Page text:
Friday, 6 April 2012
Liverpool's sorry season leaves owners considering their options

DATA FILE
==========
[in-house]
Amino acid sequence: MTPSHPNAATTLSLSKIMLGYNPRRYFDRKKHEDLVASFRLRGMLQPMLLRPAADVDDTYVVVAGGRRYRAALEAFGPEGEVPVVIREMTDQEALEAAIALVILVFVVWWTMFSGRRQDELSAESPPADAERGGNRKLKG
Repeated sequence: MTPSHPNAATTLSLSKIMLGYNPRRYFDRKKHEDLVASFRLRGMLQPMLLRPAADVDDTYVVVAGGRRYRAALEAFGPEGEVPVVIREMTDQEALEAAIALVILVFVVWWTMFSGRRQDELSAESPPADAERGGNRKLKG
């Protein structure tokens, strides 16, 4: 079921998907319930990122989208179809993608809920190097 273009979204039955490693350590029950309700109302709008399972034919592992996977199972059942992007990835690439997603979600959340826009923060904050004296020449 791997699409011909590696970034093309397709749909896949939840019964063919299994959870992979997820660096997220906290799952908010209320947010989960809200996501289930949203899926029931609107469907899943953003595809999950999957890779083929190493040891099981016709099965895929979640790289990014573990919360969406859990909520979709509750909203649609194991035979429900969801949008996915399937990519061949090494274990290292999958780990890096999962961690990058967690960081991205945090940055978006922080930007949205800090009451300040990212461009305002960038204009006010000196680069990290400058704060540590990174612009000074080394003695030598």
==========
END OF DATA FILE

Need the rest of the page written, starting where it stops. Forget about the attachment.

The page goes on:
Liverpool’s owners are famously fond of statistics, but it needs little interpretation to fathom that the club’s current position in the Premier League falls well short of this season’s expectations. Don't Miss John W Henry, the principal owner, said at the start of the campaign it would be a “major disappointment” if Liverpool missed out on a Champions League spot - and the spectacular failure to do so will require answers from Dalglish and director of football Damien Comolli. Liverpool have already won the League Cup and could yet add the FA Cup this season, but FSG’s patience is being tested by an awful run of form in 2012 that has seen the Reds pick up just eight points from 12 fixtures. While the football men within the club will be asked to provide a blueprint as to how they plan to re-establish Liverpool in Europe’s elite, talk is growing that FSG are beginning to regret their decision to buy the Anfield club. They could even be ready to sell the club should they attract and receive the right offer. When FSG spent £300m to acquire Liverpool, it was convinced the club’s commercial income and Uefa’s incoming financial fair play (FFP) rules would make it relatively easy to re-establish the club as a regular top four side. Yet Henry and Liverpool chairman Tom Werner have grown increasingly frustrated by rival clubs’ attitude towards FFP, particularly Manchester City and Chelsea. The fear is that Uefa will fail to enforce the break-even rules when they come in to play in 2013-14, meaning the Reds will still be left playing catch-up in terms of spending power in the transfer market and on wages. Indeed, Henry in particular has been outspoken on the need for clubs to heed FFP, one of the main reasons FSG considered Liverpool a sensible, potentially profit-making investment. Meanwhile, the stadium issue continues to rumble on. Liverpool are well behind the likes of Manchester United and Arsenal in terms of matchday revenues and restricted by the 45,000 capacity at Anfield. The owners have considered redeveloping Anfield as they did Fenway Park, the home of the Boston Red Sox, but are now believed to be planning to build a new ground on Stanley Park. The conundrum for Liverpool comes in the financing of the project, and the club are struggling in their efforts to attract a heavily front-loaded naming rights deal to make a new 60,000 stadium economically viable. It leaves the club in limbo. FSG will not back Dalglish in the transfer market to the same extent they did last summer, meaning the Reds could again face a massive challenge to finish in the Champions League places next season. The two Manchester clubs, Tottenham, Arsenal and Chelsea all have stronger squads than Liverpool as it stands, while the league table would suggest there is little to choose between the Reds and Everton, who they meet in the FA Cup semi-final at Wembley later this month, or Alan Pardew's resurgent Newcastle side. The decision-makers in Boston may well acknowledge that expecting a top four finish this year was too much to ask, but Dalglish is under increasing pressure to deliver, with explanations of bad luck and tiredness ringing hollow with the owners. The Liverpool legend’s major failing has been in the transfer market, with his big-money signings seriously disappointing and losing value, most notably Andy Carroll, Jordan Henderson, Stewart Downing and Charlie Adam. FSG will investigate and re-plan in the summer, but they may well reach the conclusion that buying a Premier League football club was a mistake, and one not worth the hassle.